Look at the faces of the light keepers Thomas Marshall, James Ducat and Donald MacArthur. These three souls are at the center of a 120 year old mystery that is featured in a film now playing on Amazon Prime called "The Vanishing".
Chances are that when you hear the words “medieval magic”, the image of a witch will spring to mind: wizened old crones huddled over a cauldron containing unspeakable ingredients such as eye of newt. Or you might think of people brutally prosecuted by overzealous priests. But this picture is inaccurate.
To begin with, fear of witchcraft – selling one’s soul to demons to inflict harm on others – was more of an early modern phenomenon than a medieval one, only beginning to take hold in Europe at the tail end of the 15th century. This vision also clouds from view the other magical practices in pre-modern England.
In a forest clearing in central France, history is being made. Or more precisely, remade.
This is the Guédelon medieval construction site, a back-to-the-future project that involves recreating a 13th century castle from scratch.
How hard can that be in an age of electricity, power tools and hydraulics? Extremely, if you decide to do it using the methods and materials in use in the Middle Ages, as workers at Guédelon have been doing for the last 20 years.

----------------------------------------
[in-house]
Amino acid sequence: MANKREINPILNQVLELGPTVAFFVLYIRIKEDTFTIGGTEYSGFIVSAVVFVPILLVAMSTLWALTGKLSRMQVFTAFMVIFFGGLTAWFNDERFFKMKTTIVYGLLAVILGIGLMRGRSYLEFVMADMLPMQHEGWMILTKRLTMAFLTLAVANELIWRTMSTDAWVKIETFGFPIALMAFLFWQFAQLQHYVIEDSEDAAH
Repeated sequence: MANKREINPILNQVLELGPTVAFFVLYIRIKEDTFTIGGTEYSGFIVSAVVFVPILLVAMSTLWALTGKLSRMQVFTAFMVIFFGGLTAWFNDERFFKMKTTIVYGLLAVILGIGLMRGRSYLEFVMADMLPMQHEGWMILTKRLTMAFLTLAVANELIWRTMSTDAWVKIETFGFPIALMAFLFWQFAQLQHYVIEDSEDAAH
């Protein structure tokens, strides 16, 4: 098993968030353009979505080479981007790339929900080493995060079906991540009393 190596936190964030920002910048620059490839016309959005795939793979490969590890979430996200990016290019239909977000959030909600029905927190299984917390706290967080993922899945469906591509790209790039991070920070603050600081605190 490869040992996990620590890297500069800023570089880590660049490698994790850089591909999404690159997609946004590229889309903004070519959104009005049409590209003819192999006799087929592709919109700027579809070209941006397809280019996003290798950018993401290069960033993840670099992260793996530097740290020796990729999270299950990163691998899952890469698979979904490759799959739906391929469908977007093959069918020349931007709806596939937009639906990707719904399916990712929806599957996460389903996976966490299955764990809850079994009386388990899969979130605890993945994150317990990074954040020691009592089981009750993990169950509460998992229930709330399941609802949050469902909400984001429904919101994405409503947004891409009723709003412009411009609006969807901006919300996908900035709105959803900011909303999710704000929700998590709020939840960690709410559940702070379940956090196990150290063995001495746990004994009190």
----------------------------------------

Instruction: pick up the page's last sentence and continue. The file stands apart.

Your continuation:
Now the traditional skills being rediscovered here are in demand for the reconstruction of Notre Dame Cathedral, ravaged by fire in April.
The inferno reduced the cathedral’s roof, partly made with oak from the 12th century, to dust. Flames also consumed the 19th century spire, which collapsed and crashed through the Gothic stone vaulting. At the heart of the blaze, firefighters estimated, the temperature rose to up to 1,500 degrees Fahrenheit. Read more »
No matter how you choose to celebrate St. Patrick’s Day, the history of this holiday is certainly worth examining. The original St. Patrick accomplished much more than ridding Ireland of snakes, and he emerged from his pagan roots to become one of Christianity’s best known figures...
St. David’s Day is celebrated on March 1st across Wales and the wider world. But who was St David? What was he famous for? And in which Shakespeare play is a character forced to eat a leek in his name?